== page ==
“This is weird,” Kay wrote in a Twitter post.The show must go [email protected] x @dcone36 pic.twitter.com/6MyEysSgeC— YES Network (@YESNetwork) July 19, 2020This is weird. Broadcasting in an empty and dark @yankeestadium while the game is at @CitiField pic.twitter.com/wVHGmuM60w— Michael Kay (@RealMichaelKay) July 19, 2020MORE: Domingo Germán isn’t quitting baseball after all The Yankees’ TV broadcast team would have ordinarily been at Citi Field on Saturday to call an exhibition game against the Mets. Instead, Michael Kay and David Cone sat in front of monitors at a dark, empty stadium in the Bronx doing their work remotely.MLB will not allow visiting TV announcers to travel to games during the COVID-19 pandemic, which will force regional networks to get creative. For YES, using Yankee Stadium proved more convenient than finding a separate studio. The game itself actually didn’t seem too strange given the circumstances. Mets starter Rick Porcello surrendered a home run — he’s given up 96 of those over the past three seasons — and a Mets infielder made consecutive errors.A better symbol for the endtimes we’re living through, then, is probably Kay and Cone overlooking a dark baseball palace in one of the brighest cities in the U.S.Weird indeed.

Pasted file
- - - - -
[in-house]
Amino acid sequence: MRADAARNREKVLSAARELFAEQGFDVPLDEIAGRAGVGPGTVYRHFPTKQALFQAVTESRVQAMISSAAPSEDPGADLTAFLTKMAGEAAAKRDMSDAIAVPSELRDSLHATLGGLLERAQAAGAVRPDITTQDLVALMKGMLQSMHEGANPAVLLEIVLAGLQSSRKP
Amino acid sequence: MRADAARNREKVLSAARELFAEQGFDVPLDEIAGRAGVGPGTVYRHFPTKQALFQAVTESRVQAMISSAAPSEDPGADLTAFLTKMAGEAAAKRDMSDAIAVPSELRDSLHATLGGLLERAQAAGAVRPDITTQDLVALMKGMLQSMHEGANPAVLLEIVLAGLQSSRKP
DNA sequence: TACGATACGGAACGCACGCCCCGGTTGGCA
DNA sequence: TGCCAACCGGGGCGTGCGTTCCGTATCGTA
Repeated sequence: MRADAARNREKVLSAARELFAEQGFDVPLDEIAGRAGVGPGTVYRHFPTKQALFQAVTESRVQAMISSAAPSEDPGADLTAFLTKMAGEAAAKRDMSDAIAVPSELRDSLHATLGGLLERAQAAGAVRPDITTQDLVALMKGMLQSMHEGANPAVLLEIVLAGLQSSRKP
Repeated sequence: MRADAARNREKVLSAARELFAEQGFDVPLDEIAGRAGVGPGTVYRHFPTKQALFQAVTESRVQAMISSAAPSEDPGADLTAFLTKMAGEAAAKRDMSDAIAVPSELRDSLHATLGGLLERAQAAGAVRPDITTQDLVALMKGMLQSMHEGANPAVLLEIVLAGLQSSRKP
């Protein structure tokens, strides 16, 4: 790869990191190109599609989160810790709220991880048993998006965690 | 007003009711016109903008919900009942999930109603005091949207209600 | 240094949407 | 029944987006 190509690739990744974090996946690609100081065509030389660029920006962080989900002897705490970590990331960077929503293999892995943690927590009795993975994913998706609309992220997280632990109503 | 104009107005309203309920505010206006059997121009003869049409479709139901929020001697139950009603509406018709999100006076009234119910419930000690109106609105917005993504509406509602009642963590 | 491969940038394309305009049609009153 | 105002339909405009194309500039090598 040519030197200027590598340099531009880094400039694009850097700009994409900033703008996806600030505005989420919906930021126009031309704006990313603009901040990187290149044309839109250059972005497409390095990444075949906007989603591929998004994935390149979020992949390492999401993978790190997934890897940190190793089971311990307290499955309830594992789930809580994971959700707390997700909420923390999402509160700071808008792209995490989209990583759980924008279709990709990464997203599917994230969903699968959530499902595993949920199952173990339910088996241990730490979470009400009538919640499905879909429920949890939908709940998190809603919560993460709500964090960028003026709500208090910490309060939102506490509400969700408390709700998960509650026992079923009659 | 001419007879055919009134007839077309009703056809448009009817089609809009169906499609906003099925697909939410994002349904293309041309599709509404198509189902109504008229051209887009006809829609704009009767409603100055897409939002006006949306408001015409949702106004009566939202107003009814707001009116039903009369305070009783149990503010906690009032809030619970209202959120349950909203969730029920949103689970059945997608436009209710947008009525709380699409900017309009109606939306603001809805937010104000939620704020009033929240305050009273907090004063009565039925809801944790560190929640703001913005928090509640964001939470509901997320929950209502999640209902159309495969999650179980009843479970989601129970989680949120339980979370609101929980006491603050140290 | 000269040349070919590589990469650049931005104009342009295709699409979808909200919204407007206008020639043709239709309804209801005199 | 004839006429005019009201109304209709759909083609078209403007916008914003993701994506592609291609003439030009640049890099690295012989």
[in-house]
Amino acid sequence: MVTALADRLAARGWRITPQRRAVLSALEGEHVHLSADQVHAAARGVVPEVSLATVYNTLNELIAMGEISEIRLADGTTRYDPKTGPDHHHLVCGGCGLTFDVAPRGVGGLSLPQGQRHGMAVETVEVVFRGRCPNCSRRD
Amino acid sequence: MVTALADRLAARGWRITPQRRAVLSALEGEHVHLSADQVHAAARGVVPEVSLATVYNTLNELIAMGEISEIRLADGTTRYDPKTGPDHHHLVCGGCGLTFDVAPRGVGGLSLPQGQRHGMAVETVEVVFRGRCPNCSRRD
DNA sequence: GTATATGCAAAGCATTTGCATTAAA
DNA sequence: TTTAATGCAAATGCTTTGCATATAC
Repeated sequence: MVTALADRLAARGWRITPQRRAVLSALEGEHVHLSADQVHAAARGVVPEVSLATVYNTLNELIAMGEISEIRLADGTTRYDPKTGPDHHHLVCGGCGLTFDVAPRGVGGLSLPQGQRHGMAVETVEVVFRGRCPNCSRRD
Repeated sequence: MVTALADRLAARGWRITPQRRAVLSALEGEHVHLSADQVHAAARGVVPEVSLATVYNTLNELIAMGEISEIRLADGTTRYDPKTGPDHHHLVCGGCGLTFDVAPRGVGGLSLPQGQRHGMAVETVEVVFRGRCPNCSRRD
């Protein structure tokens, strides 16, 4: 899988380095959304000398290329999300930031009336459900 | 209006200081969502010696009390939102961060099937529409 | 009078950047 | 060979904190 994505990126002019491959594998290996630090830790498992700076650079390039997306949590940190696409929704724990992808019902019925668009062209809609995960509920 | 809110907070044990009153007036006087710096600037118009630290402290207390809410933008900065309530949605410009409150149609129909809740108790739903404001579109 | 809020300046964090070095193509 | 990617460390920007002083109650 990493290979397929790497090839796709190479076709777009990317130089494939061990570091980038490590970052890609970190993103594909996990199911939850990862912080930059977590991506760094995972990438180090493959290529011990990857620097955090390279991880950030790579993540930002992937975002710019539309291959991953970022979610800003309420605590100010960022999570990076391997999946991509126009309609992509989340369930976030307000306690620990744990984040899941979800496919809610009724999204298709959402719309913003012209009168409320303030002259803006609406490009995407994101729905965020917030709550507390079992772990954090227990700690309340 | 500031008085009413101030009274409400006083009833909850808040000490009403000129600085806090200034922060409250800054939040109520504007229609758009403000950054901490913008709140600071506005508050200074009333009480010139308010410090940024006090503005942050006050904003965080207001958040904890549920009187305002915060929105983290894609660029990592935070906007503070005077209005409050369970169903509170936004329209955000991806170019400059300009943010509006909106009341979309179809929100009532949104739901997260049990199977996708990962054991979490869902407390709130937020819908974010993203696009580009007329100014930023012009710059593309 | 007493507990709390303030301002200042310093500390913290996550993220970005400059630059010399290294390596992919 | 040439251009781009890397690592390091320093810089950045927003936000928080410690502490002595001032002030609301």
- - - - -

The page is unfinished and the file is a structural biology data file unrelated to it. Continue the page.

Facebook1Tweet0Pin0 Submitted by Westport WineryIn the fall 2014 edition of Wine Press Northwest Westport Winery is featured in the Match Makers recipe and wine pairing column. The winery’s Farm to Fork Restaurant is known for fresh, homemade meals at lunch and dinner. Two of their guests’ favorite menu selections are the Bubba Burger with Bacon Jam and their Dungeness crab cakes made with locally caught crab. Both of these recipes are highlighted in the story about this unique destination winery and paired with two of their 38 wines.The Bubba Burger is matched with the winery’s highly-rated Swimmer Petite Sirah. Of this 91-point wine, the tasting notes say it is, “A tattooed biker wine, muscular and dangerous.” This label features a young Dana Roberts, the family winemaker, after a swim competition on Maui where he was born. A portion of the proceeds from this wine benefits Grays Harbor Children’s Advocacy Center.The Dungeness crab cakes are matched with the winery’s double gold medal winning Fleur de Lis Pinot Gris, described as “A vision of jasmine, melon and white tigers.” A portion of the proceeds from this wine–featuring an iris watercolor by Darryl Easter–is donated to Hoquiam’s 7th Street Theatre.Westport Winery and Vineyards By-the-Sea Gardens with the unique outdoor sculpture garden, lavender labyrinth, musical fence, 9-hole executive golf course, giant chess set, outdoor scrabble game, and grape maze, is located on the corner of Highway 105 and South Arbor Road halfway between Aberdeen and Westport. Westport Winery was named Best of the Northwest Wine Tour in 2010, 2011, 2013 and 2014.Westport’s award-winning wines are exclusively available at the winery. The tasting room, gift shop, plant nursery and bakery are open daily from 11 a.m. to 6 p.m. The restaurant is open for lunch daily from 11 a.m. to 4 p.m. and for dinner on Friday and Saturday from 4 p.m. to 8 p.m. For more information contact Westport Winery at 360-648-2224 or visit the website at www.westportwinery.com.